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THE DREAM OF EUGENE ARAM.*
'Twas in the prime of summer time,
An evening calm and cool,
Came bounding out of school ;
Like troutlets in a pool.
Away they sped, with gamesome minds
And souls untouch'd by sin ;
They drave the wickets in:
Over the town of Lynn.
Like sportive deer they coursed about,
And shouted as they ran-
As only boyhood can:
A melancholy man!
* The late Admiral Burney went to school at an establishment where the unhappy Eugene Aram was usher, subsequent to his crime. The Admiral stated that Aram was generally liked by the boys; and that he used to discourse to them about murder, in somewhat of the spirit which is attributed to him in this poem.
His hat was off, his vest apart,
To catch Heaven's blessed breeze; For a burning thought was on his brow,
And his bosom ill at ease : So he leaned his head on his hands, and read
The book between his knees.
Leaf after leaf he turn'd it o'er,
Nor ever glanced aside ;
In the golden eventide :
At last he shut the ponderous tome;
And fixed the brazen hasp; • O God! could I so close my mind,
And clasp it with a clasp."
Then leaping on his feet upright,
Some moody turns he took-
And past a shady nook-
That pored upon a book.
“My gentle lad, what is 't you read
Romance, or fairy fable !
Of kings and crowns unstable ?”
“ It is the Death of Abel.”
The usher took six hasty strides,
As smit with sudden pain-
Then slowly back again; And down he sat beside the lad,
And talked with him of Cain.
And long since then, of bloody men,
Whose deeds tradition saves ;
And hid in sudden graves ;
And murders done in caves !
And how the sprites of injured men
Shriek upward from the sod-
To show the burial clod;
Are seen in dreams from God!
fle told how murderers walked the earth
Beneath the curse of Cain
And flames about their brain ;
Its everlasting stain!
“And well," quoth he, “I know, for truth,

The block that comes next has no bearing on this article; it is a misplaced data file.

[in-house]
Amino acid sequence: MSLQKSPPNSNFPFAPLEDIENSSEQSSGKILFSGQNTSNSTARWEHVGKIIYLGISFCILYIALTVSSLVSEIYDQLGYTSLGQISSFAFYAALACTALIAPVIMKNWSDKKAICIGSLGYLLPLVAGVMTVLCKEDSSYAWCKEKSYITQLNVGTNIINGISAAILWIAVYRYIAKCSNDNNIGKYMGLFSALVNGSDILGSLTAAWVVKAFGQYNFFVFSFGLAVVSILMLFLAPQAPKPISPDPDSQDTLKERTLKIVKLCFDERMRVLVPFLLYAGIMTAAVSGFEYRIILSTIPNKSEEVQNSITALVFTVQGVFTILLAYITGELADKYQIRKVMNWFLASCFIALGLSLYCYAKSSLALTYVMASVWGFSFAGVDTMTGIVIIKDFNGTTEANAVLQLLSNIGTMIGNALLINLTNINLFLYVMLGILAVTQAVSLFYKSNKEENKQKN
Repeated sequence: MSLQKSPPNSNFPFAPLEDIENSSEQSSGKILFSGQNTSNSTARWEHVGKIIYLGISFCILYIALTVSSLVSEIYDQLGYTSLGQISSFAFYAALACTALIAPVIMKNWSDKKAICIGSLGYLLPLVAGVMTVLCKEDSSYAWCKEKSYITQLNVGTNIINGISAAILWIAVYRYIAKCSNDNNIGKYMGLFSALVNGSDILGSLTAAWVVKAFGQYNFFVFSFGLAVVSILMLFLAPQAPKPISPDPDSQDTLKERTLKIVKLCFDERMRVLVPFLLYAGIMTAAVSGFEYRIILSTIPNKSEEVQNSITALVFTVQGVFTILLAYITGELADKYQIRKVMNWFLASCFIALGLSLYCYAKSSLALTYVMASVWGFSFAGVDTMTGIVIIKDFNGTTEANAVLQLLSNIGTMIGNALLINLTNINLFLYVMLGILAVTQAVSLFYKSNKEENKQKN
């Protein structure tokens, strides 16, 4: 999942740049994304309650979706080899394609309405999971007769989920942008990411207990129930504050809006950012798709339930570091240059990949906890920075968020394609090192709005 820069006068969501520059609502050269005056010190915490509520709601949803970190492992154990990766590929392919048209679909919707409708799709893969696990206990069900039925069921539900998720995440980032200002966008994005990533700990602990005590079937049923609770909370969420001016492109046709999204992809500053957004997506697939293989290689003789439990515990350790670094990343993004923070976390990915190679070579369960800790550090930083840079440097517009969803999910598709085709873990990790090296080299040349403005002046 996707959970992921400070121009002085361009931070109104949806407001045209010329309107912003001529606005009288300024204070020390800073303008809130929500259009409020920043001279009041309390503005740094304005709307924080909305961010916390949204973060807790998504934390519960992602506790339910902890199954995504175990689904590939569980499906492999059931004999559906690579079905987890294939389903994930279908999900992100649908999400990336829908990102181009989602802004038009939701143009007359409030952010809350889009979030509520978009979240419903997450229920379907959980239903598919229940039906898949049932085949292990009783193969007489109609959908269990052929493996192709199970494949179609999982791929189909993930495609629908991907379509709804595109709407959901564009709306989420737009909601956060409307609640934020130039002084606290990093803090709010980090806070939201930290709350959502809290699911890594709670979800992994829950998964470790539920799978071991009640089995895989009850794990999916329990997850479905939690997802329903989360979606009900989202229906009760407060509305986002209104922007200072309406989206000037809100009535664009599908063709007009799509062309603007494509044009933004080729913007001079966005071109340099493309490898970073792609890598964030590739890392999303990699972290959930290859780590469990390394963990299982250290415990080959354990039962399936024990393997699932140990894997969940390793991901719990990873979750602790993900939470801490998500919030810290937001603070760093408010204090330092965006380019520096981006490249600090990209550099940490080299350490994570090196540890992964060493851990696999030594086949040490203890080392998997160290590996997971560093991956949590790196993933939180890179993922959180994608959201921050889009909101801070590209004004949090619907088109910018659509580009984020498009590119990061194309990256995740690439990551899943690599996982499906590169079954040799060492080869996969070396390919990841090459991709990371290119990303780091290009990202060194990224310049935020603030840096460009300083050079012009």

Their pangs must be extremeWo, wo, unutterable wo—
Who spill life's sacred stream! For why ? Methought, last night, I wrought
A murder in a dream!
« One that had never done me wrong
A feeble man and old; I led him to a lonely field,
The moon shone clear and cold; Now here, said I, this man shall die,
And I will have his gold !
“Two sudden blows with a ragged stick,
And one with a heavy stone,
And then the deed was done;
But lifeless flesh and bone !
“Nothing but lifeless flesh and bone,
That could not do me ill;
For lying there so still ;
That murder could not kill!
“ And lo! the universal air
Seemed lit with ghastly flame-
Were looking down in blame ;
And called upon his name!
“ Oh God! it made me quake to see
Such sense within the slain !
The blood gushed out amain!
Was scorching in my brain !
My head was like an ardent coal,
My heart was solid ice;
Was at the Devil's price;
Had never groan’d but twice!
“ And now from forth the frowning sky,
From the heaven's topmost heighi I heard a voice—the awful voice
Of the blood-avenging sprite ; • Thou guilty man! take up thy dead,
And hide it from my sight!
“ I took the dreary body up,
And cast in a tream
The death was so extreme
Was nothing but a dream).
“ Down went the corse with a hollow plunge
And vanish'd in a pool ;
And wash'd my forehead cool,
That evening in the school.
“ Oh heaven! to think of their white souls,
And mine so black and grim !
Nor join in evening hymn;
'Mid holy cherubim.
“ And peace went with them one and all,
And each calm pillow spread;
That lighted me to bed,
With fingers bloody red !
“All night I lay in agony,
From weary chime to chime,
That racked me all the time,
Fierce impulse unto crime!